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  • 1
    Language: English
    In: PROTEOMICS, November 2006, Vol.6(22), pp.6042-6052
    Description: The tuber of potato () is commonly used as a model for underground storage organs. In this study, changes in the proteome were followed from tuberization, through tuber development and storage into the sprouting phase. Data interrogation using principal component analysis was able to clearly discriminate between the various stages of the tuber life cycle. Moreover, five well‐defined protein expression patterns were found by hierarchical clustering. Altogether 150 proteins showing highly significant differences in abundance between specific stages in the life cycle were highlighted; 59 of these were identified. In addition, 50 proteins with smaller changes in abundance were identified, including several novel proteins. Most noticeably, the development process was characterized by the accumulation of the major storage protein patatin isoforms and enzymes involved in disease and defense reactions. Furthermore, enzymes involved in carbohydrate and energy metabolism and protein processing were associated with development but decreased during tuber maturation. These results represent the first comprehensive picture of many proteins involved in the tuber development and physiology.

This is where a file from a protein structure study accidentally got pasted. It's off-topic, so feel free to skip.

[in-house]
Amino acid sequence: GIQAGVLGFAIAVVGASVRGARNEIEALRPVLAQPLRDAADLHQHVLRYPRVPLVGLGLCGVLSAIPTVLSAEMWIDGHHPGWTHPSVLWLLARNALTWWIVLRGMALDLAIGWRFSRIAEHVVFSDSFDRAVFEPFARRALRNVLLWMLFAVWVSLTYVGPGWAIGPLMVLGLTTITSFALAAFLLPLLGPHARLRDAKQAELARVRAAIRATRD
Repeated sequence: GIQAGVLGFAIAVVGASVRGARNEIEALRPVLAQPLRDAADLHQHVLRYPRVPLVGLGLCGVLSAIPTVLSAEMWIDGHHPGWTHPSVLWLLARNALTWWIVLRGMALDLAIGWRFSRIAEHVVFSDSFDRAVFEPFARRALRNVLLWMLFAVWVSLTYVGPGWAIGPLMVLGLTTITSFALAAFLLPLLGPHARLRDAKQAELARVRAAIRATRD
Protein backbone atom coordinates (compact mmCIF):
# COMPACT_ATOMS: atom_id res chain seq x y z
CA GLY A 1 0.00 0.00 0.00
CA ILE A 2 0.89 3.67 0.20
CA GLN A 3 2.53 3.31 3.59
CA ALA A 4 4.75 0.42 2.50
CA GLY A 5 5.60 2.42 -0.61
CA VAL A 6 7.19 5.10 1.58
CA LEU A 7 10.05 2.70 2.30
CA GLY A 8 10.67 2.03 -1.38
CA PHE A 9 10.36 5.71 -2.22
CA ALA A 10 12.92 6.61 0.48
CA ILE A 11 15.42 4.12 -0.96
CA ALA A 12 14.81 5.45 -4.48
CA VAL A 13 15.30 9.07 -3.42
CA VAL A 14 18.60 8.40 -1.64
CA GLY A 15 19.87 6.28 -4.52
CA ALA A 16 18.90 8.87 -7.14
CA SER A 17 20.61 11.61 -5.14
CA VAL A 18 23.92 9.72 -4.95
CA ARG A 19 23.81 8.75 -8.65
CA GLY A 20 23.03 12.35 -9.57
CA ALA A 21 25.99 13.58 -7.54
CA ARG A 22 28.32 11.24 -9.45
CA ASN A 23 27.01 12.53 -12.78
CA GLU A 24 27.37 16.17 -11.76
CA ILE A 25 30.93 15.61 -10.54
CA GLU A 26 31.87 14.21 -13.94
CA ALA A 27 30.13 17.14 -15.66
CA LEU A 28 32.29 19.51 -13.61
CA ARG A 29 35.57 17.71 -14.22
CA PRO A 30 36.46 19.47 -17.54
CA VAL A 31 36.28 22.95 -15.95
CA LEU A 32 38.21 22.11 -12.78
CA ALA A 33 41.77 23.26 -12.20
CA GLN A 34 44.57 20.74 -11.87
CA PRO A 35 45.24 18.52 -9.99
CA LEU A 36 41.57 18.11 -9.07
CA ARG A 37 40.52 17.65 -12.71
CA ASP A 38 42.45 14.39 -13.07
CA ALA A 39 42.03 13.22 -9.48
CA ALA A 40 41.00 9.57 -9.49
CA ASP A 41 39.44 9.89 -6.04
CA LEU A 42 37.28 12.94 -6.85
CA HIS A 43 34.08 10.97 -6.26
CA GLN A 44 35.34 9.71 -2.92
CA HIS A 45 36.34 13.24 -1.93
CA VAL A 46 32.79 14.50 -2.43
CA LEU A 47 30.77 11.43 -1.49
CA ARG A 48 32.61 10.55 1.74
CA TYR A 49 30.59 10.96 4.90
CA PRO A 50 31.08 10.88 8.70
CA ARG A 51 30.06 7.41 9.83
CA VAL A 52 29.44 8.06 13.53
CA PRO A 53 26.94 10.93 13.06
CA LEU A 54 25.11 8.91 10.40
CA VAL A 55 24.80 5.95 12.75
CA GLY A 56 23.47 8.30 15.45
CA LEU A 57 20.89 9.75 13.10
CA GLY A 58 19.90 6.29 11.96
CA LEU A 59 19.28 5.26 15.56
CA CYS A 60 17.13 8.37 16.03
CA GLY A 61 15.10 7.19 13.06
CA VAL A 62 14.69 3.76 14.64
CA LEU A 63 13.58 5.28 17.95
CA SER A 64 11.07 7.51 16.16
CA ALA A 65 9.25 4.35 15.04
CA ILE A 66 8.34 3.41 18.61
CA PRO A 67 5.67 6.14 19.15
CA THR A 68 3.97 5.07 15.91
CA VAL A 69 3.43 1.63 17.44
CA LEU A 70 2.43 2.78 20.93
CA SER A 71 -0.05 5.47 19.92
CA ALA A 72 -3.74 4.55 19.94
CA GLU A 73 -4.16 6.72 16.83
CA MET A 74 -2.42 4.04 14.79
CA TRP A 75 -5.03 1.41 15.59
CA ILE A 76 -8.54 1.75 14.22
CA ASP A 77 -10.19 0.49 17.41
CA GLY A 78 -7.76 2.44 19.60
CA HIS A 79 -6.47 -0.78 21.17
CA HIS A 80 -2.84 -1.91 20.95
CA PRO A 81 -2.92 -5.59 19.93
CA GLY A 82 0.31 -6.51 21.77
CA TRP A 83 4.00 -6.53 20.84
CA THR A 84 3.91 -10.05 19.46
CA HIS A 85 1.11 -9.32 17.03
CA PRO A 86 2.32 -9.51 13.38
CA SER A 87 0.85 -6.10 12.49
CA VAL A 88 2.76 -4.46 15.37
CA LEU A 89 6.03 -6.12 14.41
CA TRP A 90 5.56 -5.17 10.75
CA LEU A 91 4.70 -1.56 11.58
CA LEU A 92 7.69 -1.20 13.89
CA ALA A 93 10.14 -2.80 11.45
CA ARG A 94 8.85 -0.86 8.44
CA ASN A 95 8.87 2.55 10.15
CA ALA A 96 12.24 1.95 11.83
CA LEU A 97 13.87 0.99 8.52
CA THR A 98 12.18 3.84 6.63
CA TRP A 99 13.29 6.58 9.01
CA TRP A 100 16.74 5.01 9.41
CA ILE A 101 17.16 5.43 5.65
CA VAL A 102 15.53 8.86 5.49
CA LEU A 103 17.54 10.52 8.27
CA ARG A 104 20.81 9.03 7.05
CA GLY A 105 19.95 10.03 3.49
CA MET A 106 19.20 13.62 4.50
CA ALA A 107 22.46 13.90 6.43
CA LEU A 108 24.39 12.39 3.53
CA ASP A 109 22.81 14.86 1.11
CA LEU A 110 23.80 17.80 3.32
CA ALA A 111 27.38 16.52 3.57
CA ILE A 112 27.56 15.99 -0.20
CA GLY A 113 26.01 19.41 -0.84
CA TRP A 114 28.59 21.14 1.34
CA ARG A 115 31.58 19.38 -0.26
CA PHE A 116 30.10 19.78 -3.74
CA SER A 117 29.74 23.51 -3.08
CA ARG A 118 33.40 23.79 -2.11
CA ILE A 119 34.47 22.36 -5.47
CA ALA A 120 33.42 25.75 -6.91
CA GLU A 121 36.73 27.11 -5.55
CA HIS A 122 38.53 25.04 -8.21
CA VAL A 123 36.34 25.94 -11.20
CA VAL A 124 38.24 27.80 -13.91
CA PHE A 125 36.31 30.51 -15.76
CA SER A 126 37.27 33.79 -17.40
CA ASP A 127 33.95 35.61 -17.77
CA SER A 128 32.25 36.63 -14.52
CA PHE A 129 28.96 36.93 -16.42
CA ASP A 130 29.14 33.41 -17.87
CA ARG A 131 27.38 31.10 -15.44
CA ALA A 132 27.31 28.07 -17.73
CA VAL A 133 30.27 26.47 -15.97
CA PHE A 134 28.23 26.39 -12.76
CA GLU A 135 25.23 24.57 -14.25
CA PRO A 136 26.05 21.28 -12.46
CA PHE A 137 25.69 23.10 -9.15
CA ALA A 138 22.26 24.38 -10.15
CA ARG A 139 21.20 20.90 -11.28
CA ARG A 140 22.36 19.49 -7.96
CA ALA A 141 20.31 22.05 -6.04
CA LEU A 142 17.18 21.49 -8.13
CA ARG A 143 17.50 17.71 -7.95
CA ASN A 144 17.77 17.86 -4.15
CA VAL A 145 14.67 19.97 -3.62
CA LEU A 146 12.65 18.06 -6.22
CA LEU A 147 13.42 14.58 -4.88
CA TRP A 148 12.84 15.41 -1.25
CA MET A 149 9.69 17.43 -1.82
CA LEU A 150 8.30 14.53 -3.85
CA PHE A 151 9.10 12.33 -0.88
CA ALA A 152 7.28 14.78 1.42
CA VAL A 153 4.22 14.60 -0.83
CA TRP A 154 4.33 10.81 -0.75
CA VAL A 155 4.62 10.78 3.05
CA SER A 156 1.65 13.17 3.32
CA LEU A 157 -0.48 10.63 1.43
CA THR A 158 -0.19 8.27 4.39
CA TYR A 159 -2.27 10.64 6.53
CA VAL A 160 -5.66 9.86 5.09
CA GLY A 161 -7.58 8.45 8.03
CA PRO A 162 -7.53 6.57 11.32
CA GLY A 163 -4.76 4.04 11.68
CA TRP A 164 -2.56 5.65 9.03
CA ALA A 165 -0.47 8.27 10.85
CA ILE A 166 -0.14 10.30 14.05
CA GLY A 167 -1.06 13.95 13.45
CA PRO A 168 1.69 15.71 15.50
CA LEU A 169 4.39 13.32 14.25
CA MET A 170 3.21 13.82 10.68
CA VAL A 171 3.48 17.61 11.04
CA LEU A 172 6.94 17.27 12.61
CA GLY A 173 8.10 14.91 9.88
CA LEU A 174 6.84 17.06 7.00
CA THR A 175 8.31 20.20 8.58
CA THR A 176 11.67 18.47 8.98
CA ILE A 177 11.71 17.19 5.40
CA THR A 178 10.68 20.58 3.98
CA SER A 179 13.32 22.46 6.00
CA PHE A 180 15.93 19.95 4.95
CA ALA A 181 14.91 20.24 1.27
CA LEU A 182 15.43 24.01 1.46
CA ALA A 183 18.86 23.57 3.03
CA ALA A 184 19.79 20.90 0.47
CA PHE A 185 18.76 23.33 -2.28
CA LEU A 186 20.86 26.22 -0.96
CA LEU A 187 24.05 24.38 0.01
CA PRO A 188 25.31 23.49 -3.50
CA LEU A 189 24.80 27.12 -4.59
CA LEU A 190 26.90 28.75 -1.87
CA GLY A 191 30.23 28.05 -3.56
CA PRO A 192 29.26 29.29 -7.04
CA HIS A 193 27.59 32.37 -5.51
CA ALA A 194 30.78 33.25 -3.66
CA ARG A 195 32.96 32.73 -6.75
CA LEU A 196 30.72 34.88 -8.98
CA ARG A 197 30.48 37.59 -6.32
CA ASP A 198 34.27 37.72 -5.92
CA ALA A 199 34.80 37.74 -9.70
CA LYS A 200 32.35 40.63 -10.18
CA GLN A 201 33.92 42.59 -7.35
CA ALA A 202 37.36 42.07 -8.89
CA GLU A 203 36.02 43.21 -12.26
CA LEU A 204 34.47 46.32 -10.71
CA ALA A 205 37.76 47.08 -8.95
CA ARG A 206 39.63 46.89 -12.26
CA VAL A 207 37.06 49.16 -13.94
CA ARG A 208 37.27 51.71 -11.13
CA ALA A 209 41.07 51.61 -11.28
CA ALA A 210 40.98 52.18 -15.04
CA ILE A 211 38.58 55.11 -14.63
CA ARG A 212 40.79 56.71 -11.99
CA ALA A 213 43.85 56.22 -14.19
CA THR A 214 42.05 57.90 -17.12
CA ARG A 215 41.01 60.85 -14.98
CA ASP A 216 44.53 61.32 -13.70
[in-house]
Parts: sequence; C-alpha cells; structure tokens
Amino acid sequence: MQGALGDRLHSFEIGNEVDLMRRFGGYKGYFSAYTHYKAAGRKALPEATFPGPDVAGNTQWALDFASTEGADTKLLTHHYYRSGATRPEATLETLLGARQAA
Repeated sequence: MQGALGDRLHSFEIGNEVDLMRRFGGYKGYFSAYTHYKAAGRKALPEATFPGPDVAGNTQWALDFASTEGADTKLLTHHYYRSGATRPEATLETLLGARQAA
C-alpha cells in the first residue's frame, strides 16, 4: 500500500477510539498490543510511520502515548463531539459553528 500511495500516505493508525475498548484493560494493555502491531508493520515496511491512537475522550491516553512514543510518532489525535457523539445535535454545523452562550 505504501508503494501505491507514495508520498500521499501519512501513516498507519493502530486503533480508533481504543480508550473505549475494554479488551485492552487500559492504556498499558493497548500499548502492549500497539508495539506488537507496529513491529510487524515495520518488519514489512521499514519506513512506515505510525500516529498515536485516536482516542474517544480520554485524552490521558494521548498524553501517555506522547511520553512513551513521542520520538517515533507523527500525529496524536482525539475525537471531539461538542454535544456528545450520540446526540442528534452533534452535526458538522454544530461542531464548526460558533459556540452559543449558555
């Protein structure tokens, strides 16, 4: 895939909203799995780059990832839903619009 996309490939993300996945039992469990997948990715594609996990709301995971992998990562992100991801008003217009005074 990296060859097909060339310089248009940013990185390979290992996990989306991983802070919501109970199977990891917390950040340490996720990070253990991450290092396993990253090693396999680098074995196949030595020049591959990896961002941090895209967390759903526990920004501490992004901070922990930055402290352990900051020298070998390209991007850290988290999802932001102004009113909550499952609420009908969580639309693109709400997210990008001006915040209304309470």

Keywords: 2‐De ; Solanum Tuberosum ; Tuber Development
    ISSN: 1615-9853
    E-ISSN: 1615-9861
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  • 2
    Language: English
    In: PROTEOMICS, June 2006, Vol.6(12), pp.3696-3706
    Description: is increasingly acknowledged as one of the best models for studying metal hyperaccumulation in plants. In order to study the mechanisms underlying metal hyperaccumulation, we used proteomic profiling to identify differences in protein intensities among three accessions with pronounced differences in tolerance, uptake and root to shoot translocation of Zn and Cd. Proteins were separated using two‐dimensional electrophoresis and stained with SYPRO Orange. Intensity values and quality scores were obtained for each spot by using PDQuest software. Principal component analysis was used to test the separation of the protein profiles of the three plant accessions at various metal exposures, and to detect groups of proteins responsible for the differences. Spot sets representing individual proteins were analysed with the analysis of variance and non‐parametric Kruskal‐Wallis test. Clearest differences were seen among the accessions, while the effects of metal exposures were less pronounced. The 48 tentatively identified spots represent core metabolic functions ( photosynthesis, nitrogen assimilation, carbohydrate metabolism) as well as putative signalling and regulatory functions. The possible roles of some of the proteins in heavy metal accumulation and tolerance are discussed.
    Keywords: Metal Hyperaccumulator ; Principal Component Analysis ; Statistics ; Thlaspi ; Two‐Dimensional Gel Electrophoresis
    ISSN: 1615-9853
    E-ISSN: 1615-9861
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